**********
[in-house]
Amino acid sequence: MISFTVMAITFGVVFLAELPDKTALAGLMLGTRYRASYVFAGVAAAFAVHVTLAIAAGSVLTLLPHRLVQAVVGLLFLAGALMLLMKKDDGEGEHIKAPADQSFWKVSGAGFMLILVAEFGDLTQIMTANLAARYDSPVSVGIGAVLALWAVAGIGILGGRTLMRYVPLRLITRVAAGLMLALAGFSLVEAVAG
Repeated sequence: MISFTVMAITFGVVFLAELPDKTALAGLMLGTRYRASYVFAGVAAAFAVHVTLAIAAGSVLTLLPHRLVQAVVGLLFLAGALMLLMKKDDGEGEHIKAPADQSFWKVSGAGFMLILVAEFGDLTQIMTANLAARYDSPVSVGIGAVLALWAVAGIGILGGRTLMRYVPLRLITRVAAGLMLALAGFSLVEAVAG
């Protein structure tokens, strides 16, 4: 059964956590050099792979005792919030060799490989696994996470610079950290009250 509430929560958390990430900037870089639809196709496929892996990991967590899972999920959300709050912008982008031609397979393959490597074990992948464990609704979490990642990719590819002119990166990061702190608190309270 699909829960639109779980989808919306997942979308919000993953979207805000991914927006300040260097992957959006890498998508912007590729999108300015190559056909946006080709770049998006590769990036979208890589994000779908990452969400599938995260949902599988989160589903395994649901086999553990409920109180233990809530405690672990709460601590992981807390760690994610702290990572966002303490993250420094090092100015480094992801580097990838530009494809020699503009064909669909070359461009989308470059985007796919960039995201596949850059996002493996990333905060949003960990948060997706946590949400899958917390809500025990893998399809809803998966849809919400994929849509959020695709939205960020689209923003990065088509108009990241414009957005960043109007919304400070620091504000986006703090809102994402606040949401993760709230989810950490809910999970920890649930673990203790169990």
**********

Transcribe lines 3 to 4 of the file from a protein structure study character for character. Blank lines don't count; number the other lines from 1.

Repeated sequence: MISFTVMAITFGVVFLAELPDKTALAGLMLGTRYRASYVFAGVAAAFAVHVTLAIAAGSVLTLLPHRLVQAVVGLLFLAGALMLLMKKDDGEGEHIKAPADQSFWKVSGAGFMLILVAEFGDLTQIMTANLAARYDSPVSVGIGAVLALWAVAGIGILGGRTLMRYVPLRLITRVAAGLMLALAGFSLVEAVAG
């Protein structure tokens, strides 16, 4: 059964956590050099792979005792919030060799490989696994996470610079950290009250 509430929560958390990430900037870089639809196709496929892996990991967590899972999920959300709050912008982008031609397979393959490597074990992948464990609704979490990642990719590819002119990166990061702190608190309270 699909829960639109779980989808919306997942979308919000993953979207805000991914927006300040260097992957959006890498998508912007590729999108300015190559056909946006080709770049998006590769990036979208890589994000779908990452969400599938995260949902599988989160589903395994649901086999553990409920109180233990809530405690672990709460601590992981807390760690994610702290990572966002303490993250420094090092100015480094992801580097990838530009494809020699503009064909669909070359461009989308470059985007796919960039995201596949850059996002493996990333905060949003960990948060997706946590949400899958917390809500025990893998399809809803998966849809919400994929849509959020695709939205960020689209923003990065088509108009990241414009957005960043109007919304400070620091504000986006703090809102994402606040949401993760709230989810950490809910999970920890649930673990203790169990």